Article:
Debate Over Tulsa County Jail Citizenship Checks Continue
TULSA COUNTY, Oklahoma - Protests continue over the practice of Tulsa County checking citizenship when new inmates are booked into the Tulsa County jail.
The Sheriff's office reports there an average of 18 immigrants arrested locally are held at the jail, and as of Monday, 104 immigrants picked up elsewhere were being held for possible deportation. Both practices have critics and supporters trying to influence Tulsa County Commissioners.
On Monday, the Commissioners had a room filled with people wanting to speak about having the jail hold undocumented immigrants. More than 20 speakers asked commissioners to either end or continue, what's called "287g" the verification of citizenship for anyone booked into jail.
"I would encourage us to consider what 287g does, and doesn't do, and what it says about our community and country," said school teacher Alex Koenig.
The opponents of the program believe people who look like immigrants are arrested on questionable charges, and taken to jail just so they can be asked about citizenship, and turned over to ICE.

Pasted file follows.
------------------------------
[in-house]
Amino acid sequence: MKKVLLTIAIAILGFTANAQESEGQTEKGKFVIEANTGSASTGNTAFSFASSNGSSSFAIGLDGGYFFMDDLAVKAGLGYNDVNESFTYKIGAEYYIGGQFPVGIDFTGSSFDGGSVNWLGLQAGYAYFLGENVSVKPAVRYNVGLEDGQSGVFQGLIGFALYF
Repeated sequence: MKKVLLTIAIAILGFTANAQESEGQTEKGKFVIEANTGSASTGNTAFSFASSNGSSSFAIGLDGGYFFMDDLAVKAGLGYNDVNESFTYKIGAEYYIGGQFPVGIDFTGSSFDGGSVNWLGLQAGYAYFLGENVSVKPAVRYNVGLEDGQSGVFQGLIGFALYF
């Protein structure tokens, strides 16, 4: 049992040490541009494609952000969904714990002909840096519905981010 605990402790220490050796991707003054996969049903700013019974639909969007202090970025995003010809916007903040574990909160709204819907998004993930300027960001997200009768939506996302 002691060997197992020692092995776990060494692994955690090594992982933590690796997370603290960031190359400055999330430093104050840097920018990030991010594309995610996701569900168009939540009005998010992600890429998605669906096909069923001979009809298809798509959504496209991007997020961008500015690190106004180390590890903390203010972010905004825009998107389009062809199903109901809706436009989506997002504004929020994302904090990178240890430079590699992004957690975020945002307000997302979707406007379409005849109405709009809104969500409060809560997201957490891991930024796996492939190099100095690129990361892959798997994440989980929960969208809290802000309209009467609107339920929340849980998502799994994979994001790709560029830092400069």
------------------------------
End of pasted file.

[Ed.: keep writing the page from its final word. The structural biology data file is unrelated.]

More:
Law Professor Elizabeth McCormick says the process results in immigrants going into federal custody for issues that started with local charges and many times the local charges are dropped once the feds are involved.
"Once they go into Moss, if they're a foreign national, they're not allowed to bond out," said McCormick.
Sheriff Vic Regalado stands behind the program, arguing that only suspected criminals ever come into contact with the 287g program.
"As long as I am Sheriff, I will not get rid of 287g, because it deals with the criminal element," said Regalado.
Both sides have plenty of supporters. Tulsa resident Paul Bernett says he supports the jail confirming citizenship
"Because I can see the deterioration of our country from the way it used to be and how well things went in the '60s. They ain't going that well now," said Bernett.
The many opponents of the program have been pressuring commissioners for a couple of months. Now people who support the program are pushing back. Ronda Vuillemont-Smith helped gather program supporters.
"And I just thought it was time that citizens who stand in support of our Sheriff and 287, stand and show their support," she said.
The sheriff has extended the program for another year through next summer. The Commissioners could vote to end the program when the full contract is up for renewal then.